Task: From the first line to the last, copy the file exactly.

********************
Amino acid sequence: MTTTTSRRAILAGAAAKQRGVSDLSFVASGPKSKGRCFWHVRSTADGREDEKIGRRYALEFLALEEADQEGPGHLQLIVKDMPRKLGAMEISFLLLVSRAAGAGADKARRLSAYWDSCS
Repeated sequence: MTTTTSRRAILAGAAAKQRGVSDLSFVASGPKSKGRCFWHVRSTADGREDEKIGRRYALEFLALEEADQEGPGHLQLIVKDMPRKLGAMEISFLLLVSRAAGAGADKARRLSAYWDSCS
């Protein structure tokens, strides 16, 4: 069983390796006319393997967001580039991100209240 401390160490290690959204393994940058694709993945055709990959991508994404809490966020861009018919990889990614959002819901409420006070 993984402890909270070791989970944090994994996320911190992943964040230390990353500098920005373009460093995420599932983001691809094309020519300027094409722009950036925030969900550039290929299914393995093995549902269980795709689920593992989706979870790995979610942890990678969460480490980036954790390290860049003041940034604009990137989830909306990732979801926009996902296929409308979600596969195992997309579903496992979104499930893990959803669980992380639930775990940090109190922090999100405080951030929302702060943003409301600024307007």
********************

Amino acid sequence: MTTTTSRRAILAGAAAKQRGVSDLSFVASGPKSKGRCFWHVRSTADGREDEKIGRRYALEFLALEEADQEGPGHLQLIVKDMPRKLGAMEISFLLLVSRAAGAGADKARRLSAYWDSCS
Repeated sequence: MTTTTSRRAILAGAAAKQRGVSDLSFVASGPKSKGRCFWHVRSTADGREDEKIGRRYALEFLALEEADQEGPGHLQLIVKDMPRKLGAMEISFLLLVSRAAGAGADKARRLSAYWDSCS
């Protein structure tokens, strides 16, 4: 069983390796006319393997967001580039991100209240 401390160490290690959204393994940058694709993945055709990959991508994404809490966020861009018919990889990614959002819901409420006070 993984402890909270070791989970944090994994996320911190992943964040230390990353500098920005373009460093995420599932983001691809094309020519300027094409722009950036925030969900550039290929299914393995093995549902269980795709689920593992989706979870790995979610942890990678969460480490980036954790390290860049003041940034604009990137989830909306990732979801926009996902296929409308979600596969195992997309579903496992979104499930893990959803669980992380639930775990940090109190922090999100405080951030929302702060943003409301600024307007």